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Recent Match Report – Australia Women vs India Women, ICC Women’s T20 World Cup, 1st Match, Group A



India 4 for 132 (Sharma 49*, Jonassen 2-24) beat Australia 115 (Healy 51, Yadav 4-19, Pandey 3-14) by 17 runs

A bewitching spell of wrist-spin bowling from Poonam Yadav sank Australia on the opening night of the T20 World Cup at the Sydney Showgrounds, underlining India’s status as genuine contenders to win a tournament that has heaped untold pressure on the world No. 1-ranked hosts.

In front of a crowd of 13,432 – the best for a standalone women’s cricket match in Australia – the Indians began with familiar bombast at the top of the order before the loss of three wickets for six runs lowered their expectations. Deepti Sharma was not daunted, reverting to plan B of running as many singles as possible and guiding India to a competitive 132.

While Alyssa Healy made a much-needed return to runs and confidence at the top of the Australian order, the rest struggled for timing on a slow, dry surface that proved to be ideally suited to Yadav’s art. A legbreak and three wrong’uns delivered her the wondrous figures of 4 for 19, and with the strong support of Shikha Pandey, Australia were confounded. Having entered 2020 as the world’s undisputed T20 dominators, the hosts have now lost three games out of six and are no guarantee to make the semi-finals.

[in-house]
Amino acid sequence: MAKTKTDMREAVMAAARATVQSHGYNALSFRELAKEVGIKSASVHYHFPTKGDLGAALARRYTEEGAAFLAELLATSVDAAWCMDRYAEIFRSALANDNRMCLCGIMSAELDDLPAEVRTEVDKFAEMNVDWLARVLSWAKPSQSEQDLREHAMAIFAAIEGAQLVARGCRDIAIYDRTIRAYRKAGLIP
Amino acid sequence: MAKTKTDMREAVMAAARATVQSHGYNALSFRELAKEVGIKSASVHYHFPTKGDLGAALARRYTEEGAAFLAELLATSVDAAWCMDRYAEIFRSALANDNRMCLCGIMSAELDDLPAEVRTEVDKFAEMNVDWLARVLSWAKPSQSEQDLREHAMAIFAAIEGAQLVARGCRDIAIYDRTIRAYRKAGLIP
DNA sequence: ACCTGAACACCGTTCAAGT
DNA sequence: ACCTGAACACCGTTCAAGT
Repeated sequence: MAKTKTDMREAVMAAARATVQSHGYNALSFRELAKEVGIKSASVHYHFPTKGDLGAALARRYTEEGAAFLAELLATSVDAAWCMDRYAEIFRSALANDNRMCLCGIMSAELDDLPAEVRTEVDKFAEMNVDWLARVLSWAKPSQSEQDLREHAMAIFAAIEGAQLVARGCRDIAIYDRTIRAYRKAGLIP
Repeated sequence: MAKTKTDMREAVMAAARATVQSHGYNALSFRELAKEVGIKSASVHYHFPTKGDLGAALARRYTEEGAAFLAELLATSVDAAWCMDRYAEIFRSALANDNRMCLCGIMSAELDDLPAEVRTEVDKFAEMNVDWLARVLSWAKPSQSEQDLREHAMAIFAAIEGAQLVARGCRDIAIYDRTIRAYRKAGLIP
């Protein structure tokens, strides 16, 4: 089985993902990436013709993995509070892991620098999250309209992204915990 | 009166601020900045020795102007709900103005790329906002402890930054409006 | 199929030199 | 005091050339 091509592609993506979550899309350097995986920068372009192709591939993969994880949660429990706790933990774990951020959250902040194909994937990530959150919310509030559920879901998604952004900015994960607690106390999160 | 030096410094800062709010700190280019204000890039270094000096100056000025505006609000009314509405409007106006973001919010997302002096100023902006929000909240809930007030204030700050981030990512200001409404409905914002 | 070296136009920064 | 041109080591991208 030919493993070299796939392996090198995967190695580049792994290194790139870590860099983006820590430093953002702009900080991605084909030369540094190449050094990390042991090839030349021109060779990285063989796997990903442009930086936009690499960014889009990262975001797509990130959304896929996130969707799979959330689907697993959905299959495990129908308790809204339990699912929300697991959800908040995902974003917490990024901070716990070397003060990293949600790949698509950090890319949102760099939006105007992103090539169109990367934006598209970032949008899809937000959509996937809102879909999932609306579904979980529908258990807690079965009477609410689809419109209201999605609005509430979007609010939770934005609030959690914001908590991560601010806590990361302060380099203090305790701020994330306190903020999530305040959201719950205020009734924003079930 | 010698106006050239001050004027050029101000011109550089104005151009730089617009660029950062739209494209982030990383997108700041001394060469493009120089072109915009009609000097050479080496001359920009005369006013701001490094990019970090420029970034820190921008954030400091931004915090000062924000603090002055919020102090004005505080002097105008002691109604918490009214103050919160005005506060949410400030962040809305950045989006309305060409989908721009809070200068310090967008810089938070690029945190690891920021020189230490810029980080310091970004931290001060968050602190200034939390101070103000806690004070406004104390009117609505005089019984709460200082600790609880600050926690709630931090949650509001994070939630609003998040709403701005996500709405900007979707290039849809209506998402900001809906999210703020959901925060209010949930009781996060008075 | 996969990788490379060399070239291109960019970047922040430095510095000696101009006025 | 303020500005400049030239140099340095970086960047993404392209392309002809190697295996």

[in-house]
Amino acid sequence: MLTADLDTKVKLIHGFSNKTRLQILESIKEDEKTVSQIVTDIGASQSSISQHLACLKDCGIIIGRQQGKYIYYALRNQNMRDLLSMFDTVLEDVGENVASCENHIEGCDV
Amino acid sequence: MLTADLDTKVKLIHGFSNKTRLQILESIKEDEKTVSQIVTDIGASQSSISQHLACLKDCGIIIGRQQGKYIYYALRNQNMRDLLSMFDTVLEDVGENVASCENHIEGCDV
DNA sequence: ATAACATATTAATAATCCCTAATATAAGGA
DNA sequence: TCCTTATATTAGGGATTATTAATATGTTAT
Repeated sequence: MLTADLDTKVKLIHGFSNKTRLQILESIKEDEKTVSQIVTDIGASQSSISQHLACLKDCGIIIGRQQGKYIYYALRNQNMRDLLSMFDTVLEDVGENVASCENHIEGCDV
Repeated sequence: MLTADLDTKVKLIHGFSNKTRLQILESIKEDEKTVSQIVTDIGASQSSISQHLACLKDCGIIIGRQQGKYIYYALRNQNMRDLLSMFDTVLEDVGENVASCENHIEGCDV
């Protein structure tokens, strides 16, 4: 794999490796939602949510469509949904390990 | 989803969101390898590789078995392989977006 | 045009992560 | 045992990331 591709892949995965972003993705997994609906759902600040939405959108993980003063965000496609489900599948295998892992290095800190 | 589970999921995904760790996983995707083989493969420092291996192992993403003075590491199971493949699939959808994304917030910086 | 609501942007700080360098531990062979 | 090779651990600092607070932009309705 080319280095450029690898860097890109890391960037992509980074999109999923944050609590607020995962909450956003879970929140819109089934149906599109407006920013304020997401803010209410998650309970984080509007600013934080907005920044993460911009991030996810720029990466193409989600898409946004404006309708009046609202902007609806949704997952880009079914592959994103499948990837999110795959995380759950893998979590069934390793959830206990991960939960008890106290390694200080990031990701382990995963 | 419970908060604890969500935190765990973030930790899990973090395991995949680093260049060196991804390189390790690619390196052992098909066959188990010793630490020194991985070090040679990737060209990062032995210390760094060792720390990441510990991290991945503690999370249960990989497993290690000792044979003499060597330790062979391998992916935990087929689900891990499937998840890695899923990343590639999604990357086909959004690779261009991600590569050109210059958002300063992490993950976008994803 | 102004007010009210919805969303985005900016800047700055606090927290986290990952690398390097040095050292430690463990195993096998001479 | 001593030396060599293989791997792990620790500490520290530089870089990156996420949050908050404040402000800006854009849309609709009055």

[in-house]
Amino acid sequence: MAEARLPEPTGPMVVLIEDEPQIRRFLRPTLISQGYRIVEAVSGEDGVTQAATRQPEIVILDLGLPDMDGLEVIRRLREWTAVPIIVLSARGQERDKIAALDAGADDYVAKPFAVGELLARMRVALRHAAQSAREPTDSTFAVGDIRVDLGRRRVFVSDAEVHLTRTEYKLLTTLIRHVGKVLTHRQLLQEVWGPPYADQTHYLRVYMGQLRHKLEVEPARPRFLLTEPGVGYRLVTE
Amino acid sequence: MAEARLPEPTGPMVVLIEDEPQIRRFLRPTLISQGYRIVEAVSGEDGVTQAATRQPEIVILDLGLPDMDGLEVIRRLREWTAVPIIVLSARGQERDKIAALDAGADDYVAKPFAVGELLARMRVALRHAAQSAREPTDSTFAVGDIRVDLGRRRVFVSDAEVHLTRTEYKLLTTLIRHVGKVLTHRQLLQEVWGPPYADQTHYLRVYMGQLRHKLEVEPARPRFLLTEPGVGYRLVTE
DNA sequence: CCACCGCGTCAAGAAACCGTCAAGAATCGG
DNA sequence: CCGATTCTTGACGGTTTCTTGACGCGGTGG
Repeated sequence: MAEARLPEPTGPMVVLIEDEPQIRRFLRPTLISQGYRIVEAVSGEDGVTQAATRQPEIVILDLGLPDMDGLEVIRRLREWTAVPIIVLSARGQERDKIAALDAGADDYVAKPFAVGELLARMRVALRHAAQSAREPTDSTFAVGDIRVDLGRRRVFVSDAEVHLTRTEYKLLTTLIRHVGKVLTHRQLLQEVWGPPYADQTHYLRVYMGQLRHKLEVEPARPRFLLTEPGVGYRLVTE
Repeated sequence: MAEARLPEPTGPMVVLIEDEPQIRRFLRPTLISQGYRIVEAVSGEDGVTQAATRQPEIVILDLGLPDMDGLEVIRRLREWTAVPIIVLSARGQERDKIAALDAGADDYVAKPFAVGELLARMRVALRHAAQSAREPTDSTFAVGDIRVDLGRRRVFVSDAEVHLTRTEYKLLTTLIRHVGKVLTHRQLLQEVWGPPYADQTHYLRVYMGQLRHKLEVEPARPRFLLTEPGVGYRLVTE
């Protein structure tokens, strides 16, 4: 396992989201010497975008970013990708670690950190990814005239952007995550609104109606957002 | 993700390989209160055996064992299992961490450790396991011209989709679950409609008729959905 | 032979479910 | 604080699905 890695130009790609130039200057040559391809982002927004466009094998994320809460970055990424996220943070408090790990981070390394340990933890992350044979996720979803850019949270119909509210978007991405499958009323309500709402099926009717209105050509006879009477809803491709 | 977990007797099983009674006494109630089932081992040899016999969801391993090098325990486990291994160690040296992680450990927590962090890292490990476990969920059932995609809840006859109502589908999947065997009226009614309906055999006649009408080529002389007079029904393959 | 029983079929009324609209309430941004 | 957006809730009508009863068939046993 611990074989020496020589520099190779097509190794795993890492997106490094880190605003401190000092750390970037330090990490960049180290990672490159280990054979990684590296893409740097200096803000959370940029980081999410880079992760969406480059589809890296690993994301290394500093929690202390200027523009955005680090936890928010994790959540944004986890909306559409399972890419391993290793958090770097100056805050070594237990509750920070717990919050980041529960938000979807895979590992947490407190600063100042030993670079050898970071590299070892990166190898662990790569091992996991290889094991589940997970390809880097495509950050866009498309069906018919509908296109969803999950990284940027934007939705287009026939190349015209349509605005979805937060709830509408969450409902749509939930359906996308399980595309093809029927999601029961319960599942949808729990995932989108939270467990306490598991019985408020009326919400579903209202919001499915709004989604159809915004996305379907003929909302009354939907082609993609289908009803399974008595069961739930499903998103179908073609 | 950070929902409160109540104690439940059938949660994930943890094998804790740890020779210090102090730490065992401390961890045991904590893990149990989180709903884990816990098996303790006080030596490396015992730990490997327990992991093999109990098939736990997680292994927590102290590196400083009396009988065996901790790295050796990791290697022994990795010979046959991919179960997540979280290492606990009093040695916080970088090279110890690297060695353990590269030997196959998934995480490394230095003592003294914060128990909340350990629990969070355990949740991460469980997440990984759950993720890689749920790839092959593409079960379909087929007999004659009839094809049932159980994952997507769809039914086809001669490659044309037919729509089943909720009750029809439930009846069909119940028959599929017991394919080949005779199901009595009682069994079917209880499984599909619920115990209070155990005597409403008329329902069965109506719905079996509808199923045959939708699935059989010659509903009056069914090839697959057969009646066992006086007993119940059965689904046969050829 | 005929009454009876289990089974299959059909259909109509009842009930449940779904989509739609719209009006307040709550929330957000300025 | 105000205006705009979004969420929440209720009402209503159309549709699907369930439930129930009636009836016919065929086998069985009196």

India boom, then bust

If it was a surprise to see Molly Strano go from missing Australia’s World Cup squad to bowling the first ball of the tournament a couple days after she was a late inclusion for the injured Tayla Vlaeminck. India’s top-order approach after blocking out the offspinner’s exploratory first over was not.

After she was dropped by Strano at midwicket, Smriti Mandhana found the boundary off Ellyse Perry, and Shafali Verma found her range against Megan Schutt, pinging four boundaries as the Indians vaulted to 0 for 40 from four overs.

The Australians knew they needed to maintain composure, and did so through the intervention of the in-form Jess Jonassen, who pinned Mandhana lbw on the slog sweep and was later to be the beneficiary of a foolhardy dance down the pitch by a keyed-up Harmanpreet Kaur and then a fortuitous stumping as the ball rebounded off Healy’s pads. That after Verma had pulled her 15th ball straight to mid-on off Perry to depart for 29 off just 15 balls. Three wickets down for six in 15 balls made the rest of the innings a salvage job.

Sharma keeps her cool

A decidedly sluggish surface at the Sydney Showgrounds recalled some of the desperately slow pitches the Sydney Thunder men’s team had played on at the neighbouring Sydney Olympic Stadium in the early years of the Big Bash League. This meant that it was fiendishly difficult to force the pace against anything but the longest of half-volleys, something Sharma recognised as she sought to pull the innings back from the brink.